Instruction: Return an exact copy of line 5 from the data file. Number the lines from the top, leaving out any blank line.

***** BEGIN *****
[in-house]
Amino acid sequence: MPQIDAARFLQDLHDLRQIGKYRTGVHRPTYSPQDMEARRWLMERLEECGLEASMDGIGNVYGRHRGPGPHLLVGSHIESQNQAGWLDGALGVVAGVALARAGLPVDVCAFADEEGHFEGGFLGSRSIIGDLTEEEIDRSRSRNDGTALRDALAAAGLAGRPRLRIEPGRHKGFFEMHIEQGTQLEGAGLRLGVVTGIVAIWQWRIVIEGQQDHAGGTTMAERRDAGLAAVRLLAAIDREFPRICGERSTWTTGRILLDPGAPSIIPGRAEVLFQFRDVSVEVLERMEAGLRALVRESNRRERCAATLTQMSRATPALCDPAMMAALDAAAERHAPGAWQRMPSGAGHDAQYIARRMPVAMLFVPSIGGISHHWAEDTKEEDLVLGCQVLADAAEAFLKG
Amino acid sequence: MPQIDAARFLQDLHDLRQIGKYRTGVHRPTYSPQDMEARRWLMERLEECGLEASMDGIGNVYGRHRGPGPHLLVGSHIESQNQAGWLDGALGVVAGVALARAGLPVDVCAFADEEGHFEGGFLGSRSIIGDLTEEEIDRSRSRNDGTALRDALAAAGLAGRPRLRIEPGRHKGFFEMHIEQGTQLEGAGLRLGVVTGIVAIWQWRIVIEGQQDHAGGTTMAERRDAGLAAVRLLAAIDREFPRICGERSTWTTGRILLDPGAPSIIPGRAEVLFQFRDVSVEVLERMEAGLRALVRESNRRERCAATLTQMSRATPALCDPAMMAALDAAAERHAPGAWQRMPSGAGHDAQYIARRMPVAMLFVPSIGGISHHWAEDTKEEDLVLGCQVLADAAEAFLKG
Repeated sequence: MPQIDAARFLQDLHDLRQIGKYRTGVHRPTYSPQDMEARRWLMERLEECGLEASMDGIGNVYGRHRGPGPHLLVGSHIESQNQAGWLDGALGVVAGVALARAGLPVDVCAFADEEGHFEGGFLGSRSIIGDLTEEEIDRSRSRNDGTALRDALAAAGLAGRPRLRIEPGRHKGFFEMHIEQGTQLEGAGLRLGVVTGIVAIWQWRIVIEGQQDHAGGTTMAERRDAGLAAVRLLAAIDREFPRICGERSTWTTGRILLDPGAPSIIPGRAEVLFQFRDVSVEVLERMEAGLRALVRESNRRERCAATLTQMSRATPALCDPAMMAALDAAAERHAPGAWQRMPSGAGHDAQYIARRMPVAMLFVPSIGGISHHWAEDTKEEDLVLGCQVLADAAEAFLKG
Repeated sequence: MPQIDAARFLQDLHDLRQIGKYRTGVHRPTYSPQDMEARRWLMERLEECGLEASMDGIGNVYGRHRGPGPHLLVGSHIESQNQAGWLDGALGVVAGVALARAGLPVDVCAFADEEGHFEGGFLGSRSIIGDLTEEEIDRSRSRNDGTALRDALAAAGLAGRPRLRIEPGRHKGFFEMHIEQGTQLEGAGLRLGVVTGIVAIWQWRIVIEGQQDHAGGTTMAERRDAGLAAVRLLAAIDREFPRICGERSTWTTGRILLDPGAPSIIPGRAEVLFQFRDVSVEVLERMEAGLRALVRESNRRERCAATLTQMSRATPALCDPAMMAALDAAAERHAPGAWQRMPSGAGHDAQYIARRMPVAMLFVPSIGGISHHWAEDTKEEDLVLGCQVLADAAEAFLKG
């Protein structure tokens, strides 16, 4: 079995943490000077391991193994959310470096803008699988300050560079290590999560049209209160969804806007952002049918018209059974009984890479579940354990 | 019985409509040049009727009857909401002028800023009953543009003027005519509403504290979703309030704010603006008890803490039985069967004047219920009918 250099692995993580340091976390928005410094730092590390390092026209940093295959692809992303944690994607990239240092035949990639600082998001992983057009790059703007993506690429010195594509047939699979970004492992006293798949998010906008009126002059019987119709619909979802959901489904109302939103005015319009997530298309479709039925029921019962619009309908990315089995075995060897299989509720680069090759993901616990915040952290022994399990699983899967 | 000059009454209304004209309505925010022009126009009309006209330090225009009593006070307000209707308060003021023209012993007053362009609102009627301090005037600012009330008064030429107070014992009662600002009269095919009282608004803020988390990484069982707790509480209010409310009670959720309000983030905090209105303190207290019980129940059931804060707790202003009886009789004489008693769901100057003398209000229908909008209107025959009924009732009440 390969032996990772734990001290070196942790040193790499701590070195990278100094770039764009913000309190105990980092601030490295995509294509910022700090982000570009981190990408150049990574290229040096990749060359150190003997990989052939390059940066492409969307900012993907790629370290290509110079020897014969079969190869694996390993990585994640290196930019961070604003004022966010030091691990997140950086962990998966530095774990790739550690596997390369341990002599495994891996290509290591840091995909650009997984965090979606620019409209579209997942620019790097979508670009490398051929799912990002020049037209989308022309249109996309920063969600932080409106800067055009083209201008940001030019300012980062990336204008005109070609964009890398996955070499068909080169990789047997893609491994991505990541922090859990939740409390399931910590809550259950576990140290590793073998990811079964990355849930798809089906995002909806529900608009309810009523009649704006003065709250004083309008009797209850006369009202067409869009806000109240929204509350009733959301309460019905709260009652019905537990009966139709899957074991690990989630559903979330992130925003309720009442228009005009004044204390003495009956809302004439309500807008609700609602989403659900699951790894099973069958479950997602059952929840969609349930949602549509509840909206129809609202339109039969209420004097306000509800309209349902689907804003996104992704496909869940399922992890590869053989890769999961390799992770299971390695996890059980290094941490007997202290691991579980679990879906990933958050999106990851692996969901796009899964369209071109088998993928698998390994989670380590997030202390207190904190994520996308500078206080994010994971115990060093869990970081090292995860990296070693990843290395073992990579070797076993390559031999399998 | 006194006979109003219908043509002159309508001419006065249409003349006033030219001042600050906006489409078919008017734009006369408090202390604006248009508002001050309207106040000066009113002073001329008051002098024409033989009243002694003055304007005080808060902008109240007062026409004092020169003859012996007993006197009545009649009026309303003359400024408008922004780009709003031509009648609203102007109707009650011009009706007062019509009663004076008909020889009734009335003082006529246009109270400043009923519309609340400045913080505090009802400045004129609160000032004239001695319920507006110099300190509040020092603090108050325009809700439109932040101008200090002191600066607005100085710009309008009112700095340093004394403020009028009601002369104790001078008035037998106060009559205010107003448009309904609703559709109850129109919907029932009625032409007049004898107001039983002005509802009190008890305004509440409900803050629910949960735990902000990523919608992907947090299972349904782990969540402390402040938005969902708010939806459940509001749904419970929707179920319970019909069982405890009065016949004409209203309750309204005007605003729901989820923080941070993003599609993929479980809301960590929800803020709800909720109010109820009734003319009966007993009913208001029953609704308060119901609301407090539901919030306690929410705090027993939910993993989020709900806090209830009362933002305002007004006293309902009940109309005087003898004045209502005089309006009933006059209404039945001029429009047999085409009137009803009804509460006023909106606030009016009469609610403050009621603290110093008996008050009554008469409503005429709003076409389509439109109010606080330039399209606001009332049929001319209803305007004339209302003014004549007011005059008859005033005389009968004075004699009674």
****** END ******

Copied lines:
Repeated sequence: MPQIDAARFLQDLHDLRQIGKYRTGVHRPTYSPQDMEARRWLMERLEECGLEASMDGIGNVYGRHRGPGPHLLVGSHIESQNQAGWLDGALGVVAGVALARAGLPVDVCAFADEEGHFEGGFLGSRSIIGDLTEEEIDRSRSRNDGTALRDALAAAGLAGRPRLRIEPGRHKGFFEMHIEQGTQLEGAGLRLGVVTGIVAIWQWRIVIEGQQDHAGGTTMAERRDAGLAAVRLLAAIDREFPRICGERSTWTTGRILLDPGAPSIIPGRAEVLFQFRDVSVEVLERMEAGLRALVRESNRRERCAATLTQMSRATPALCDPAMMAALDAAAERHAPGAWQRMPSGAGHDAQYIARRMPVAMLFVPSIGGISHHWAEDTKEEDLVLGCQVLADAAEAFLKG